Advantage and Disadvantage
Sometimes a special ability or spell tells you that you have advantage or disadvantage on an ability check, a saving throw, or an attack roll. When that happens, you roll a second d20 when you make the roll. Use the higher of the two rolls if you have advantage, and use the lower roll if you have disadvantage. For example, if you have disadvantage and roll a 17 and a 5, you use the 5. If you instead have advantage and roll those numbers, you use the 17.
If multiple situations affect a roll and each one grants advantage or imposes disadvantage on it, you don’t roll more than one additional d20. If two favorable situations grant advantage, for example, you still roll only one additional d20.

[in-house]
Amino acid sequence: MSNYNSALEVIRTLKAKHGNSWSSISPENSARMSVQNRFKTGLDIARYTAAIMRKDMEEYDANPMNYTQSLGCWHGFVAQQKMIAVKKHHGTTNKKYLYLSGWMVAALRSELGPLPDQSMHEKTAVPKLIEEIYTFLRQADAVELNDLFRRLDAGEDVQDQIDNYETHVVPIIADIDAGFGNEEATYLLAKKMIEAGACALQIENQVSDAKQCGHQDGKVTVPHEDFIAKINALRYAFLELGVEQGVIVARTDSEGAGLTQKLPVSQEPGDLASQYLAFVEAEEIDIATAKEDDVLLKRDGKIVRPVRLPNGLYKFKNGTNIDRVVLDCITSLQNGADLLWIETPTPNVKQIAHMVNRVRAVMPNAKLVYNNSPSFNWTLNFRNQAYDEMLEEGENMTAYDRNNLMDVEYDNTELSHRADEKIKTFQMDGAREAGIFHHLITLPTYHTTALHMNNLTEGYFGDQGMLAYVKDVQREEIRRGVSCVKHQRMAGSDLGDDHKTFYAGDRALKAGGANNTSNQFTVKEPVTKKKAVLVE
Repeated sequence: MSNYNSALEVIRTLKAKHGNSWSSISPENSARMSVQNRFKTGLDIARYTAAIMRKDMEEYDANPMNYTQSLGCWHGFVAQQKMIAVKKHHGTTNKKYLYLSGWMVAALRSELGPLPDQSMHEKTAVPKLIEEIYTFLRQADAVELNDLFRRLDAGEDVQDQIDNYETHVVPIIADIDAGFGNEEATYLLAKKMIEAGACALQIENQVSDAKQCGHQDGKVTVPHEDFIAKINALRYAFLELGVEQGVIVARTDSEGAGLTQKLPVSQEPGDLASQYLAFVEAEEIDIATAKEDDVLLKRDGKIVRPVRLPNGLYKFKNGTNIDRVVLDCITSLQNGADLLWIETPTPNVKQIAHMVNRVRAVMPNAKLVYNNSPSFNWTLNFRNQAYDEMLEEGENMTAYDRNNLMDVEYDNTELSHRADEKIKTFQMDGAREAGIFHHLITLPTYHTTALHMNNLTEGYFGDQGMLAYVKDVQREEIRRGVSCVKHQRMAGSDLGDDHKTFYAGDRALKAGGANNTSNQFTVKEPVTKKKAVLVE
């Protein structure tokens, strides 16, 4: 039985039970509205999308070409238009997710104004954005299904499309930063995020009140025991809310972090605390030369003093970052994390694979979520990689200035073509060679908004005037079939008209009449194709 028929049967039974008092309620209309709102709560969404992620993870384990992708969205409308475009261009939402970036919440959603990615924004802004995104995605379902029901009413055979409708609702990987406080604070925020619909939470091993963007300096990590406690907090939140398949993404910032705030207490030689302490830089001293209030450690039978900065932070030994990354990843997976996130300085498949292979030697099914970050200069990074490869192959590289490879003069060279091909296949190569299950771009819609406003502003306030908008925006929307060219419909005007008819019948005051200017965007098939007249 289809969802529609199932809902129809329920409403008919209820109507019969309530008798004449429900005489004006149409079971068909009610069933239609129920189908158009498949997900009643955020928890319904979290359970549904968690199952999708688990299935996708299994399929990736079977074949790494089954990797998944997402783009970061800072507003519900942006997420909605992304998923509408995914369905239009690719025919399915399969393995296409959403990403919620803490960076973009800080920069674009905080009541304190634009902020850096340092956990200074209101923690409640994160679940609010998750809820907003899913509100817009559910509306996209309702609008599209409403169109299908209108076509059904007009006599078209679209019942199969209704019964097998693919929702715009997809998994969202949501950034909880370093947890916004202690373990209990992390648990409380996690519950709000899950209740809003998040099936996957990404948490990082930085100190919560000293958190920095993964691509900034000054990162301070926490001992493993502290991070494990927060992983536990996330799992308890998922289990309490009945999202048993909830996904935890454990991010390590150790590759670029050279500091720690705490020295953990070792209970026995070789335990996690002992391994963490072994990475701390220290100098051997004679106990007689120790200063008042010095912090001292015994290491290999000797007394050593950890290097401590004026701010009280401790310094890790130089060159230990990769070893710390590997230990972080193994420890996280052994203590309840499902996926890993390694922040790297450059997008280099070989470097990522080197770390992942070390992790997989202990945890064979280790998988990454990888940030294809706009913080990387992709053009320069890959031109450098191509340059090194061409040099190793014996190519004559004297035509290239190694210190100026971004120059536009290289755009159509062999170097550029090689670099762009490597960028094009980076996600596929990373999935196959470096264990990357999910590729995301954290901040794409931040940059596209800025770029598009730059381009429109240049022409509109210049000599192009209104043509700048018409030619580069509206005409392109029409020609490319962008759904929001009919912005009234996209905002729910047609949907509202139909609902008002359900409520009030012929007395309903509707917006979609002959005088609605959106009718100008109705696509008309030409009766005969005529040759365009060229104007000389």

If circumstances cause a roll to have both advantage and disadvantage, you are considered to have neither of them, and you roll one d20. This is true even if multiple circumstances impose disadvantage and only one grants advantage or vice versa. In such a situation, you have neither advantage nor disadvantage.
When you have advantage or disadvantage and something in the game, such as the halfling’s Lucky trait, lets you reroll or replace the d20, you can reroll or replace only one of the dice. You choose which one. For example, if a halfling has advantage or disadvantage on an ability check and rolls a 1 and a 13, the halfling could use the Lucky trait to reroll the 1.
You usually gain advantage or disadvantage through the use of special abilities, actions, or spells. Inspiration can also give a character advantage. The
GM can also decide that circumstances influence a roll in one direction or the other and grant advantage or impose disadvantage as a result.